Recent statistics show that the prevalence of credit card theft in this world has not changed, but the way by which thieves are acquiring this information and using it is evolving.
In 2010 securities thieves breached more than half a million Canadian credit card accounts, stealing approximately $366 million. This fact, as reported by the Royal Canadian Mounted Police, may be alarming but what is most interesting is that thieves were able to steal this money without actually possessing physical credit cards. Instead, they were able to use credit card numbers and other relevant information, which they acquired through various means of deception.
What Is Card-Not-Present
These types of crimes are called "card-not-present" crimes, a name derived from the absent need for credit cards in order to process transactions. Instances of these crimes has increased nearly 50 percent in 2010 which is even more alarming when you consider that crimes based on stolen credit cards have fallen 6.2 percent.
Why Thieves Use Card-Not-Present Scams
Credit cards have drastically changed over the past several years and one major way by which they have changed is in their physical makeup. Traditionally, credit cards were programmed with a computer chip which stores the encrypted data in the magnetic stripe. Previous generations of thieves discovered they could steal credit cards and then use them as the owner would. Also, they could install false stripe readers that would steal information at physical ATM or point-of-sale locations when a consumer swiped their card.
The new age of computerized credit cards, however, has helped to almost completely eradicate this threat, as new cards require passwords and encrypt information before transactions begin instead of after. This advanced form of security has, in fact, deterred card-not-present scams, but thieves are resilient and often clever, which is the reason consumers should always be cautious, even with cards they think are extremely secure.
Indeed, thieves understand how technology evolves and, perhaps more importantly, the reason why technology changes. In many cases, new credit card technology like NFC (Near-Field-Communication) is much more convenient than the traditional "swipe" tactic. NFC, however, presents a new world of security threats, a world which thieves could inhabit and upon which they can capitalize if consumers are not careful.
Protect Yourself From Card-Not-Present Scams
Obviously, it is very important that consumers protect themselves from as much fraud as possible. Card-not-present scams present a particularly complex set of problems so the most important thing you can do is educate yourself and remain proactive. Remember that even though credit cards are constantly evolving to be more secure, it is still your responsibility to maintain your account. Visa Canada has a few ideas, then, for ways you can ensure you remain secure:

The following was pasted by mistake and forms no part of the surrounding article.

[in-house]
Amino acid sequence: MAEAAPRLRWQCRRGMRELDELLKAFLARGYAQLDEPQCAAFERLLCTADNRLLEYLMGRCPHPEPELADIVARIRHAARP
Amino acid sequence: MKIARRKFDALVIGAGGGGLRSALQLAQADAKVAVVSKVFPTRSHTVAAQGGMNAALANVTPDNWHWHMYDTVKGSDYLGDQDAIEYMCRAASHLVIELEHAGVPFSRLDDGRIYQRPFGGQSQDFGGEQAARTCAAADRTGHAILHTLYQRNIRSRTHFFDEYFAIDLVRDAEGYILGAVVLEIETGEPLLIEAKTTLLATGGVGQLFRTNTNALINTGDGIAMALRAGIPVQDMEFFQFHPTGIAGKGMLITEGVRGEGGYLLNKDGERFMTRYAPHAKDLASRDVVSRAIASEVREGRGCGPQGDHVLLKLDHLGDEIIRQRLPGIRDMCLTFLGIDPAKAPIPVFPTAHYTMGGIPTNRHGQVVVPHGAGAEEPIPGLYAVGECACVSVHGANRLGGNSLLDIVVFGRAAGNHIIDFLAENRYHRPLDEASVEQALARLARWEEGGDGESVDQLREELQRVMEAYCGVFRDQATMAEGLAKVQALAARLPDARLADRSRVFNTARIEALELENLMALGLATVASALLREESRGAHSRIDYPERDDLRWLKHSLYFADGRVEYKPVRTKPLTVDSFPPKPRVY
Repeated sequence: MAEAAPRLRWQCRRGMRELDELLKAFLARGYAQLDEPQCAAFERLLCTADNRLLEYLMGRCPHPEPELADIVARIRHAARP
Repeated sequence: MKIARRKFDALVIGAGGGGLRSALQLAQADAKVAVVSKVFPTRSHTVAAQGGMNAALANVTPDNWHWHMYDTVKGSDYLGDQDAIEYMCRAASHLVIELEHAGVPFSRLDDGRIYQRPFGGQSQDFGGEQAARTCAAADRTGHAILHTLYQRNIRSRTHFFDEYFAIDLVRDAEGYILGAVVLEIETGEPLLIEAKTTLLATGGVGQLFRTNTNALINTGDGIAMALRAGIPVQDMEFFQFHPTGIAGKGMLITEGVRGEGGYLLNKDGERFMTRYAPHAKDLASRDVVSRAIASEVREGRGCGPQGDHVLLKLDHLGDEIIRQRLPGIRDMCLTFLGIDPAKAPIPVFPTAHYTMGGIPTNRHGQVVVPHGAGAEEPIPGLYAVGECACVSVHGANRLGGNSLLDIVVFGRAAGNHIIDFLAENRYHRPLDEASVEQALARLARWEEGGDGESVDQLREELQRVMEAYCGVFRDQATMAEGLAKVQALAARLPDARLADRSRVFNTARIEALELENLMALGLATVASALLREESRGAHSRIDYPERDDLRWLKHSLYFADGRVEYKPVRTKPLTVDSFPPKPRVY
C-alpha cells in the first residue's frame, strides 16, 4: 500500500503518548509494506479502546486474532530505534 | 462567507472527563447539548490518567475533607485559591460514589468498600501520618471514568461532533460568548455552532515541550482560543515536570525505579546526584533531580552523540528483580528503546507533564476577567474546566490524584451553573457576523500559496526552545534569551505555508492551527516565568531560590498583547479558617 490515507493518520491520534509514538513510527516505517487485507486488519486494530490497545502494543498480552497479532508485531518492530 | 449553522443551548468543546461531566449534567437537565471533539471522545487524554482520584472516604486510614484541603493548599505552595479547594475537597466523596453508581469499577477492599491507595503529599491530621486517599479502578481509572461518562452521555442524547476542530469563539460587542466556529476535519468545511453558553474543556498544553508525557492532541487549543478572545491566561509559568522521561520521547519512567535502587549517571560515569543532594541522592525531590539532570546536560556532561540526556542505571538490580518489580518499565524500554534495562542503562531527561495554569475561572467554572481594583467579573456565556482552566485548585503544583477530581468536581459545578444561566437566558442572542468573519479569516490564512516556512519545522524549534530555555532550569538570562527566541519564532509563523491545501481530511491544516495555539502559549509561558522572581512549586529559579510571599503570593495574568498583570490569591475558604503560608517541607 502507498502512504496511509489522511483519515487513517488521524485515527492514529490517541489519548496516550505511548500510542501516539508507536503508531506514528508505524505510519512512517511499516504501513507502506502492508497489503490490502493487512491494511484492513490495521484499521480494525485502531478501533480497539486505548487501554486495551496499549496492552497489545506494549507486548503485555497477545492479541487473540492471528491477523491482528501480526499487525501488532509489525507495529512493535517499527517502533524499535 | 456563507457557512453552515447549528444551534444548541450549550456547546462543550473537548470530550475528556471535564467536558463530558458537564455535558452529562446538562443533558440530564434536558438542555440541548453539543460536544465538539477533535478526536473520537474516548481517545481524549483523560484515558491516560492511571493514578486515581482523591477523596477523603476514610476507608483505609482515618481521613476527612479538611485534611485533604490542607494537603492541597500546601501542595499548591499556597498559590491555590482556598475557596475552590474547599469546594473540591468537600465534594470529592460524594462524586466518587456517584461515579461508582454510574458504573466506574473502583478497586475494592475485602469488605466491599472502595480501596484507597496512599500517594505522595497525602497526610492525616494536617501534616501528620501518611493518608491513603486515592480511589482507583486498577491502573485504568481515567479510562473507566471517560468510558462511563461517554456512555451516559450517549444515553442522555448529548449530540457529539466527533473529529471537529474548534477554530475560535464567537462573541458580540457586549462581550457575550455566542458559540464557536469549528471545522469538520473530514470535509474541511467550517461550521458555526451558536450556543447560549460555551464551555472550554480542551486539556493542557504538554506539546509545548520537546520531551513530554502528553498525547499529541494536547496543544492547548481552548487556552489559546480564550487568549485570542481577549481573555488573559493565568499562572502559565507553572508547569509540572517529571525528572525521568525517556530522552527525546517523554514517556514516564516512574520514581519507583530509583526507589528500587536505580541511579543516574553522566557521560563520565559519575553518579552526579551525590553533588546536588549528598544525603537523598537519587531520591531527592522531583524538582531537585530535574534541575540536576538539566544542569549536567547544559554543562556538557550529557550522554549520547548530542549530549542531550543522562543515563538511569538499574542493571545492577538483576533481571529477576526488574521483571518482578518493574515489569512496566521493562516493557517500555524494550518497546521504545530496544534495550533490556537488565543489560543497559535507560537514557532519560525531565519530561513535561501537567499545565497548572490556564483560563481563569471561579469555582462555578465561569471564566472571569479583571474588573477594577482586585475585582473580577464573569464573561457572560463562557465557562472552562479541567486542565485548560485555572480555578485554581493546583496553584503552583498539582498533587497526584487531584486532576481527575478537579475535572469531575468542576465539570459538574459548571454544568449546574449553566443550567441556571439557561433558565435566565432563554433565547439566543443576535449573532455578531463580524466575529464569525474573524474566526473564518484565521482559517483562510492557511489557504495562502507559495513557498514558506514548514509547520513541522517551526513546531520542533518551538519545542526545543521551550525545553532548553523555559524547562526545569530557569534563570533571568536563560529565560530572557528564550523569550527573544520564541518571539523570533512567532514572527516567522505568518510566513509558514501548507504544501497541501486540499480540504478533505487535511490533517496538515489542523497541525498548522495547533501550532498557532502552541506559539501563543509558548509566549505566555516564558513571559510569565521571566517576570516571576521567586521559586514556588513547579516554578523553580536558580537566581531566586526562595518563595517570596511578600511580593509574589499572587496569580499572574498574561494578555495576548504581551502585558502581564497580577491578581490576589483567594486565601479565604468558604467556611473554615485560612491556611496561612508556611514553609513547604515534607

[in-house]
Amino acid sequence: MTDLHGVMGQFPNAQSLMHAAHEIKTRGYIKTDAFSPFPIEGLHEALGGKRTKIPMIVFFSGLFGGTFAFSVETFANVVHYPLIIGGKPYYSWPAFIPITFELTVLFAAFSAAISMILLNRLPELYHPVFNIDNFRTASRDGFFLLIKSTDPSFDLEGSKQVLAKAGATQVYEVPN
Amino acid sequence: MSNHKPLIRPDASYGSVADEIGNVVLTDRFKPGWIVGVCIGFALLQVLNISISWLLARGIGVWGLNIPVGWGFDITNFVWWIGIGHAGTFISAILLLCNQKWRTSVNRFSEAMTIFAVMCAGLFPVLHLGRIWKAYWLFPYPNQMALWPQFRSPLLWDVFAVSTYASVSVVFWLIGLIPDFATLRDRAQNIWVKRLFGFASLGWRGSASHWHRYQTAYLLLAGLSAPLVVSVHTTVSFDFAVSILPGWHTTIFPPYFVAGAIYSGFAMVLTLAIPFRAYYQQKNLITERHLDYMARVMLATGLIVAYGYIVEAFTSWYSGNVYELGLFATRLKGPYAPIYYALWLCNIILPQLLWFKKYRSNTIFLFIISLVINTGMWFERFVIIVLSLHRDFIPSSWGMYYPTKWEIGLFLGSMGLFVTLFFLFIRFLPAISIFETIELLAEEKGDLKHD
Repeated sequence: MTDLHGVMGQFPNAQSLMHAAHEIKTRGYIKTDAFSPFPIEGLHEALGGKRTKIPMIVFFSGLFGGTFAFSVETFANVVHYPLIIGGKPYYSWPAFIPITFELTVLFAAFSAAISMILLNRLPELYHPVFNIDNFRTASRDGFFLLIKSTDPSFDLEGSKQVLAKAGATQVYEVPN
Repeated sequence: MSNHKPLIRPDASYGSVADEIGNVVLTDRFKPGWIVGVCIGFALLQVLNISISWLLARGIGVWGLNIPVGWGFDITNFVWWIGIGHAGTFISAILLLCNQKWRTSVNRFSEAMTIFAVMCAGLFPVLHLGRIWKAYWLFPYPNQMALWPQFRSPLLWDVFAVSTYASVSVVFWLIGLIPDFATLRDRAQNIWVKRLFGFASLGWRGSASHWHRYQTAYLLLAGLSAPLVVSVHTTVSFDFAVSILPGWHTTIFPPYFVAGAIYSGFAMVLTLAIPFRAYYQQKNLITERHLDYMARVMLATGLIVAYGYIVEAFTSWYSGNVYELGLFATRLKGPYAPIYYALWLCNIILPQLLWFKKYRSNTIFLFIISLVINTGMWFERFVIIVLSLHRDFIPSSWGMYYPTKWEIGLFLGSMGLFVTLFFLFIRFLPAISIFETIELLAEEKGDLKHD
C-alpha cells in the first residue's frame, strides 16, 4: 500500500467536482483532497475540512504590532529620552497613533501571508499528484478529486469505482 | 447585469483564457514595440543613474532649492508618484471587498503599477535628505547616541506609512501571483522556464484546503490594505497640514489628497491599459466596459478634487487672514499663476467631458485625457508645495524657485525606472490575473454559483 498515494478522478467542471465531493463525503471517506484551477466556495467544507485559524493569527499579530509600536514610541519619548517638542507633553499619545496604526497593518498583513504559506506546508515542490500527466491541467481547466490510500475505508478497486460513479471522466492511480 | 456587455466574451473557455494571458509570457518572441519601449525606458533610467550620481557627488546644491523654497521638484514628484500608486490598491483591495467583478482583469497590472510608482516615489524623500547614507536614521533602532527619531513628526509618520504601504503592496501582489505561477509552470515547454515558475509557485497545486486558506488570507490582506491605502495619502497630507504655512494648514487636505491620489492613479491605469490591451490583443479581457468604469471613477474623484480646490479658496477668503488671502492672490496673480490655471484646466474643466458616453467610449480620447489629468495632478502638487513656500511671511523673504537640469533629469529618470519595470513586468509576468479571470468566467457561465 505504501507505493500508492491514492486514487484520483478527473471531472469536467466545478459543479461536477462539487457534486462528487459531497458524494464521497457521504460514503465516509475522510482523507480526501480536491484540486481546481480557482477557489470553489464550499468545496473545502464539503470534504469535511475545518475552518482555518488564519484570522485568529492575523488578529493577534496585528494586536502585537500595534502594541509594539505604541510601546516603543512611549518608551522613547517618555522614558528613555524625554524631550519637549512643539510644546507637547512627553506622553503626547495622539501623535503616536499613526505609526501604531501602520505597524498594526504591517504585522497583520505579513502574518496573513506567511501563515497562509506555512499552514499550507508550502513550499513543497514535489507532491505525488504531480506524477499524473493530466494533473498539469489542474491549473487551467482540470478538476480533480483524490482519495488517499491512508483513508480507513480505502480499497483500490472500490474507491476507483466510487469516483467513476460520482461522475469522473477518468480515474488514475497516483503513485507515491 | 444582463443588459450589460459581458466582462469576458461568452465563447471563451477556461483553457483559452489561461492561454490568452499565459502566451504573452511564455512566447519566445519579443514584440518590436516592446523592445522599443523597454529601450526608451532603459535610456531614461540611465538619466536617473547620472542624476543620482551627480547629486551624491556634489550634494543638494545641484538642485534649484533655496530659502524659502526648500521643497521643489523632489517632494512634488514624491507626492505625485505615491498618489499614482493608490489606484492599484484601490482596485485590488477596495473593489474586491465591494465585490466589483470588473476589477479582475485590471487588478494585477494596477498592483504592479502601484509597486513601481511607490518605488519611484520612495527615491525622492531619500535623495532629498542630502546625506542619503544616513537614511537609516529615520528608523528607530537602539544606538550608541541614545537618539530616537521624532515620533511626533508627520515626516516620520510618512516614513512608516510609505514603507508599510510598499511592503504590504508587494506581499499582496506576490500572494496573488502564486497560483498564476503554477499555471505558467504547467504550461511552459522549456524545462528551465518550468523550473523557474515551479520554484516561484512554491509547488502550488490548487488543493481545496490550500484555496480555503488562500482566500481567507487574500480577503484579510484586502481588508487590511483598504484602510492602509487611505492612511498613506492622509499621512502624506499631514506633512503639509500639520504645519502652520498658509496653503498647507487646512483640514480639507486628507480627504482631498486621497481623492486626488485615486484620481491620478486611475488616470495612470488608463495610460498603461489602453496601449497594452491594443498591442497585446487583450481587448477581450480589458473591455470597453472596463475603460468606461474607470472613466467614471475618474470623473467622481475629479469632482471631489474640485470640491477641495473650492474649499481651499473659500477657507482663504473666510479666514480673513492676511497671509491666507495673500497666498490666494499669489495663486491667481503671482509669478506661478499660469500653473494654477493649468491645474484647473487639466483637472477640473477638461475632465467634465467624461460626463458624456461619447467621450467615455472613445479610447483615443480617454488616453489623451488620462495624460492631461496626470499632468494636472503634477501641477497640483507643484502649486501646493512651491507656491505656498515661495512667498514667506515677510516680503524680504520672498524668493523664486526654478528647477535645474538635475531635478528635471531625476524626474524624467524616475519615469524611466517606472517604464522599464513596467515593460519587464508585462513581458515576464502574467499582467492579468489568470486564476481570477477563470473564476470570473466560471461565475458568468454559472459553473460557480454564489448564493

- While it may seem like a no-brainer, the first thing you can do to ensure your credit card is safe is to keep your username and passwords a secret. Be sure to choose usernames and passwords that are unique to you and will be difficult for thieves to guess. This goes for both bank accounts and email accounts, since online transactions can often send very sensitive information to your email account. Never use the same password for multiple accounts and be sure to change your passwords frequently for added security and always be sure to use alphanumeric sequences whenever possible.
- Wait until it is absolutely necessary to provide a merchant with your credit card information, especially when shopping online. Trusted merchants understand that intricate nature of web-integrated business and will never ask you to do something that makes you uncomfortable. Similarly, trusted merchants will always provide you with a secure means by which to conduct the transaction; that is the first time they will ask you for your credit card information, not a moment earlier. Always use the secure, built-in, server-based checkout process as opposed to emailing your credit card information or providing your number over the phone.
- Keep diligent records of your online transactions by holding onto receipts and reviewing your monthly statements. This not only ensures that you can note any fraudulent or suspicious activity but it also will inform you of your own purchasing habits, which is a good way to improve your financial stability. Always report questionable movement on your billing statement, both to your bank and to the Canadian Anti-Fraud Centre.